The concept of genius dominates both the form and the substance of Wittgenstein’s philosophy in all its phases from The Tractatus Logico-Philosophicus (1918) up to and including his now classical, posthumous work Philosophical Investigations (1953). The nonargumentative, aphoristic style of the Tractatus is designed to show that the deliverances of genius are to be accepted as “perceptions” (his later word), and not as the testable and reversible conclusions of argument. Russell described the assertions in the Tractatus as being like the Ukases of the tsar. Either the Tractatus contained the final truth about philosophy, which need be no longer discussed, as Wittgenstein believed at the time, or the whole conception of the relation between language and reality in that work was mistaken, as he came to believe in the 1920s: philosophical perceptions are either perceptions of reality or they alight upon mirages which tempt you with false likenesses. There is no halfway success, and that is why it does not help to read even the great philosophers of the past, who are only a distraction from direct vision, or epiphany.

According to the Tractatus the multiplicity of elements in a sentence ought to be a picture of the multiplicity of elements in a state of affairs. The formal correspondence secures for us the reference to a particular point in reality. Asserted sentences ought to have the determinateness of a map reference, which tells us where to look on the ground for a bridge or for a tree. In the later works, including Philosophical Investigations, a reversed set of similes replaces this first simile, which made language an autonomous picture, or map, aimed at determinateness of reference and at immediate legibility. In the later image language in action is a multipurpose instrument aimed at social communicativeness of many different kinds, and the determinateness of meaning in a statement is only one subsidiary purpose which it may occasionally serve. The unhappy dominance of natural science in our culture caused Russell, and Wittgenstein while still Russell’s pupil, to overestimate both the need and the possibility of a transparent intelligibility and veracity in, for instance, matching color words to patches of color, the names of shapes to shapes, the names and description of numbers to numbers, and so forth.

Transparency in a notation is only one kind of clarity among many others, and it plays a comparatively small part in our lives outside philosophy, and virtually no part in our day-to-day, unprofessional, family and social lives. There we require the clarity that comes from an immediate recognition of the full context and background, as well as the purpose, of a person’s utterance. Abstracting a sentence from any particular social setting in which it is used, and forgetting the various typical interchanges in which it can occur, is the very worst way at arriving at the sentence’s meaning; it is also the worst way of clearing up any philosophical puzzles which the sentence, taken by itself, has previously suggested.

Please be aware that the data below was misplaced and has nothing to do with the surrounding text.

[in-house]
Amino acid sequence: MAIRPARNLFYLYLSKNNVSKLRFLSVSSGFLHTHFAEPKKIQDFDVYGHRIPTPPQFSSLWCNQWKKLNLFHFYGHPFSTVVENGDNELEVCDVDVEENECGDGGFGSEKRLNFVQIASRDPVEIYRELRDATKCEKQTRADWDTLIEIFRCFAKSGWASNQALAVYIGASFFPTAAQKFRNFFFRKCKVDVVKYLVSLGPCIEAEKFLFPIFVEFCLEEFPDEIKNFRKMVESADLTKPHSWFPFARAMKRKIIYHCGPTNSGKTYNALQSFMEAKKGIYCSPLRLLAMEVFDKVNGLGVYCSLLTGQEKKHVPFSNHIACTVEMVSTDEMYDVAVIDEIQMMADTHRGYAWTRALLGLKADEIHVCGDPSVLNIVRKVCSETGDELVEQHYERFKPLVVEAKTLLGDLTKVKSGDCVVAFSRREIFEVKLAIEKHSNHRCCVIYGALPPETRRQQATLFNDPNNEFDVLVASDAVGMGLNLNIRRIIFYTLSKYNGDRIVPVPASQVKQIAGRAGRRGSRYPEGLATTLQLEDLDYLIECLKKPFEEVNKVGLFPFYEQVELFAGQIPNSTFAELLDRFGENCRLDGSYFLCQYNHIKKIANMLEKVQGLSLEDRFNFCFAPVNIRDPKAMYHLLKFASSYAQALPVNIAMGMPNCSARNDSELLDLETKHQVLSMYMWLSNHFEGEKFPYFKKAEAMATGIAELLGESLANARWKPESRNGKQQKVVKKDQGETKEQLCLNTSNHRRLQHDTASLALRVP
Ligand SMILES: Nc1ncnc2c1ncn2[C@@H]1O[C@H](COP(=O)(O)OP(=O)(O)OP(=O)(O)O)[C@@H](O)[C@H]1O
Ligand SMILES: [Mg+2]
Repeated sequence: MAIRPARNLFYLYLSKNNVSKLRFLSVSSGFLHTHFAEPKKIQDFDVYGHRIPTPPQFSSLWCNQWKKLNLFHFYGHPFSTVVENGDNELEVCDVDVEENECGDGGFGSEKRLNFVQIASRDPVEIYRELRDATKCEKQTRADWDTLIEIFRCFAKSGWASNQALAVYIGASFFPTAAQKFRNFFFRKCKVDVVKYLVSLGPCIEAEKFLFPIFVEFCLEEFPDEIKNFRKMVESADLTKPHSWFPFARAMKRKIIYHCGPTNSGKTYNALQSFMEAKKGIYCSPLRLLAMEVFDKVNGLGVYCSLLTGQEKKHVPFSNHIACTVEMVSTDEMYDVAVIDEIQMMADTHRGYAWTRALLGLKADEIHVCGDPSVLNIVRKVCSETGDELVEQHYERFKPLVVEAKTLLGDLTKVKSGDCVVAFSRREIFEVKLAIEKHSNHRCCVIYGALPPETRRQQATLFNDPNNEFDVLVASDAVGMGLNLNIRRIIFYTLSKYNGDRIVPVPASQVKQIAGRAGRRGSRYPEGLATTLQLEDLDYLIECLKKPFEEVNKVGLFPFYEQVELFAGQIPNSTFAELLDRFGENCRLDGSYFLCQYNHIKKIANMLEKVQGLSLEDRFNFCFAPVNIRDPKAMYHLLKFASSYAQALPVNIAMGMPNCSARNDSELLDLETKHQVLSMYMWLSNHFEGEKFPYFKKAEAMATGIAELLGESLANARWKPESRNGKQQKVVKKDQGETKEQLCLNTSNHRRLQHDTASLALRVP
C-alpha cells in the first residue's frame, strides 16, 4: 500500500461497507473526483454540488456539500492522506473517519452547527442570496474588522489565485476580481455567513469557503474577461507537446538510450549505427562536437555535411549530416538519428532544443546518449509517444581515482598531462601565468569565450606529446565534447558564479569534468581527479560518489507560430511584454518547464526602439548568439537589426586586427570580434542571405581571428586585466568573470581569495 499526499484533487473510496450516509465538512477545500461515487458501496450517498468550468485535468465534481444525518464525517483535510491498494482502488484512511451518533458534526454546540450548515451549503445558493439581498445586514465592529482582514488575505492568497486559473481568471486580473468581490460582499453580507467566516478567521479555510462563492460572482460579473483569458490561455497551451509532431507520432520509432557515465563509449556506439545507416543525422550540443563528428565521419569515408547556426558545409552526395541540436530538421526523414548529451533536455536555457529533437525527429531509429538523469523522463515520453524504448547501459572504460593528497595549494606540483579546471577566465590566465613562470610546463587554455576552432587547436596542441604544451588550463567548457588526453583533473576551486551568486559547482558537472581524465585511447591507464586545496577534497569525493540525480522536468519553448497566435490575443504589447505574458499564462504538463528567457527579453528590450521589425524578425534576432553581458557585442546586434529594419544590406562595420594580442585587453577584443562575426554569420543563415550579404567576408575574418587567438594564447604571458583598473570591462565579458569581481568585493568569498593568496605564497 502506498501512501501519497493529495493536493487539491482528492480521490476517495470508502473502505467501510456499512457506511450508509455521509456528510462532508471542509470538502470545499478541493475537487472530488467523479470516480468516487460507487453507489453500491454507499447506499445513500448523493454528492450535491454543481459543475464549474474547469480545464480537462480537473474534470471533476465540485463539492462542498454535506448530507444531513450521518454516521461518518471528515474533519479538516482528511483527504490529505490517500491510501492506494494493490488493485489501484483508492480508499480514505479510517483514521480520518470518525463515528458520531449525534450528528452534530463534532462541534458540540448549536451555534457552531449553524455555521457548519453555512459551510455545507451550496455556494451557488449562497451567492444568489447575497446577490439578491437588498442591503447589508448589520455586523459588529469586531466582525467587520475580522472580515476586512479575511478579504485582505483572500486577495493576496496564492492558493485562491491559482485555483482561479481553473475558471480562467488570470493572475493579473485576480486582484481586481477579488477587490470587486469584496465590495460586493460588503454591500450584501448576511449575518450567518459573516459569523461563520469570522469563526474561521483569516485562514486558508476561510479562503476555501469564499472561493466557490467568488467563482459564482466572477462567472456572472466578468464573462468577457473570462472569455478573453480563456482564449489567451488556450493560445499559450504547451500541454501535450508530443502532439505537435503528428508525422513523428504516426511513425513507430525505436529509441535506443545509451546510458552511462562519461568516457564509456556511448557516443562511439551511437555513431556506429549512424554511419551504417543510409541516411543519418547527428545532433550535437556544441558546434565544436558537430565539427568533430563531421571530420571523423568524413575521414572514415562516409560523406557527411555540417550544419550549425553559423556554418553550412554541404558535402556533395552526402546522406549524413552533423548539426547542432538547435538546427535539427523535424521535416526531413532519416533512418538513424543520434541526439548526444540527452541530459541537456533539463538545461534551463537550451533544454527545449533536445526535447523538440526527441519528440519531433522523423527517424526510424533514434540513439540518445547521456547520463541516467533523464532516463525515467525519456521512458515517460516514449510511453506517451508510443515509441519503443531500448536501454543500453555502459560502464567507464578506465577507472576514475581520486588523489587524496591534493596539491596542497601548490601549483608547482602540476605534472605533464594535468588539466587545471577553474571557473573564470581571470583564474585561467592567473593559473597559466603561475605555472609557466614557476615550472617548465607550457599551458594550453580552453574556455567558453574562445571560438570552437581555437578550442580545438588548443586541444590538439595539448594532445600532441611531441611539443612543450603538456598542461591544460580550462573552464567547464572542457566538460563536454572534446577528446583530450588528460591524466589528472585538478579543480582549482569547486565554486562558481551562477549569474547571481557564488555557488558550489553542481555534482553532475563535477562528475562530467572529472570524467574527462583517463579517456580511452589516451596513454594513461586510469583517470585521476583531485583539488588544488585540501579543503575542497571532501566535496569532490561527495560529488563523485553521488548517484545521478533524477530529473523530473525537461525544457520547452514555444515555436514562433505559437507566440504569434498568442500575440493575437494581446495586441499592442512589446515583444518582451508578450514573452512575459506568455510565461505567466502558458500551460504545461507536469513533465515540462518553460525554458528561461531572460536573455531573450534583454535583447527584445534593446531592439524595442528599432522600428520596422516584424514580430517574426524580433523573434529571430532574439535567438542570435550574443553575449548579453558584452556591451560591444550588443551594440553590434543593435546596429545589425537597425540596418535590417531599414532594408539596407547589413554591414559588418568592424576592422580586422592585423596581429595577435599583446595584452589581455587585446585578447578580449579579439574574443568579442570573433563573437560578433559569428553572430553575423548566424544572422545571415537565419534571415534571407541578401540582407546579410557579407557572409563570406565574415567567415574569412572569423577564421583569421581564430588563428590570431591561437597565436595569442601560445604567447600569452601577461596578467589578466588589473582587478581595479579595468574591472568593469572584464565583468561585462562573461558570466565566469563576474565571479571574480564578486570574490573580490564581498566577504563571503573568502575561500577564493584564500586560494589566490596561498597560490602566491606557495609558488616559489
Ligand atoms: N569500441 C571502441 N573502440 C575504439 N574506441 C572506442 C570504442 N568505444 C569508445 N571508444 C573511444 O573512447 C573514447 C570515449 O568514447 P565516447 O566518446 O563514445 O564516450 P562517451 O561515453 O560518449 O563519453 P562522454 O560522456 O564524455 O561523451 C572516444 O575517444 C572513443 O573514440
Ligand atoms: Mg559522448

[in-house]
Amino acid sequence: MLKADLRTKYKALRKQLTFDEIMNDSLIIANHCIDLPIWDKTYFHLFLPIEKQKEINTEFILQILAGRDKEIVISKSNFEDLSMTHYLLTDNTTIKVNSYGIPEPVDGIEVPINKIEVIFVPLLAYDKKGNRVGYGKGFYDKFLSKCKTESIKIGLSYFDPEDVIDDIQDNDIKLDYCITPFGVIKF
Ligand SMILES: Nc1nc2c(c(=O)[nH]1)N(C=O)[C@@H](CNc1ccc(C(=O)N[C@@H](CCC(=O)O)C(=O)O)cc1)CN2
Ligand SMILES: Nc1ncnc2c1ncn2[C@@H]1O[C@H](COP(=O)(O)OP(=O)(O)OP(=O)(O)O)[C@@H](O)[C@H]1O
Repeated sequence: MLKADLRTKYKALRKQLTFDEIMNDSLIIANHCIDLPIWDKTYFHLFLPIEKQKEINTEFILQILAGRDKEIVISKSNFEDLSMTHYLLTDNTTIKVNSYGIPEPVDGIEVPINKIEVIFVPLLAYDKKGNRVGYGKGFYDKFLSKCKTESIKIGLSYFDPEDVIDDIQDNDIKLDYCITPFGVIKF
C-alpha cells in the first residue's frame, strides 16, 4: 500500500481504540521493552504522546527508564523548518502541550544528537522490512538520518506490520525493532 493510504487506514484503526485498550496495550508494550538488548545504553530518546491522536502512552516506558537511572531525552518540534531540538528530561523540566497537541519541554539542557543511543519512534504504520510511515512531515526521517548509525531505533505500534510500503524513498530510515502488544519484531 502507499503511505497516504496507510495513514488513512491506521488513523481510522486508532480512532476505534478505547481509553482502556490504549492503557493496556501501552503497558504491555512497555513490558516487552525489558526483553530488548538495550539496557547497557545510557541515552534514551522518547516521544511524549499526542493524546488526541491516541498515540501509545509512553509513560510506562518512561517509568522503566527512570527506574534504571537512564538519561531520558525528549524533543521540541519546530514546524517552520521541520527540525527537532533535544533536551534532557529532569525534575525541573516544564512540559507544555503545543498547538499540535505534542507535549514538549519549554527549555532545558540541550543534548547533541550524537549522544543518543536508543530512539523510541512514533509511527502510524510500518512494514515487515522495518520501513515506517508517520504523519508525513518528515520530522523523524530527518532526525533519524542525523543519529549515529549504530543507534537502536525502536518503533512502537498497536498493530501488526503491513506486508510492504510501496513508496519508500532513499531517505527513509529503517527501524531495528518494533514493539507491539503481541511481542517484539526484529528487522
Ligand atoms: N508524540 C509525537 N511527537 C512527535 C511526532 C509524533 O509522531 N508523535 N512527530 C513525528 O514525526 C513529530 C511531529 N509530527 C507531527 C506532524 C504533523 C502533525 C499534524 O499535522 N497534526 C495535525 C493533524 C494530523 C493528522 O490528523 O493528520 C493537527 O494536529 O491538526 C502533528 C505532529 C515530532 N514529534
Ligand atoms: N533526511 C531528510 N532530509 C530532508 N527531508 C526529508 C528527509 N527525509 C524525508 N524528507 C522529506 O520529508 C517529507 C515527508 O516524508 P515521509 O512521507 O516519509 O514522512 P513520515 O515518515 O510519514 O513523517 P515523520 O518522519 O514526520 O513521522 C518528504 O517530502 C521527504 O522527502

If you are interested in the nature of thought, imagine the following sentences inserted in a context: (1) “I tripped on the stairs because I thought there was another step”: thought as disposition; (2) “I thought about the problem for a half hour, and got nowhere”: thought as mental process; (3) “For a second I thought I had won”: thought as mental event. Notice the differences and do not look for the essence of thought.

From the mid-1920s onward, working, often in solitude, while living in a hut near a Norwegian fjord or in Western Ireland, when not among friends and disciples in Cambridge, Wittgenstein poured into notebooks a continuous stream of perceptions about language’s part in generating insoluble metaphysical problems, inventing new similes as he went along, to supplant the old false assimilations, and exploiting his extraordinary flair for visual imagery. He seems generally to have thought in diagrams, like an engineer. Before he turned to philosophy, captivated by Russell’s inquiries into the foundations of mathematics, he had started to be an architect in Austria and had trained in Lancashire as an engineer, and he had successfully designed a house in Vienna for one of his sisters. He had a strong feeling for radical cleanness in design as in abstract thought, and he hated the insincerity and weakness of added decoration solely designed to please, as in rich Viennese houses prettified in the style of Der Rosenkavalier. For his sister’s house he prescribed naked light bulbs, and he designed the interior furnishing in harsh and exact detail, certainly leaving no place open for jolly Baroque moldings, scallops, or cherubs. The accoutrements of the house, such as door-knobs and window fastenings, had to be simple and their function legible. Appearance and reality must coincide: no affectation or social pretense.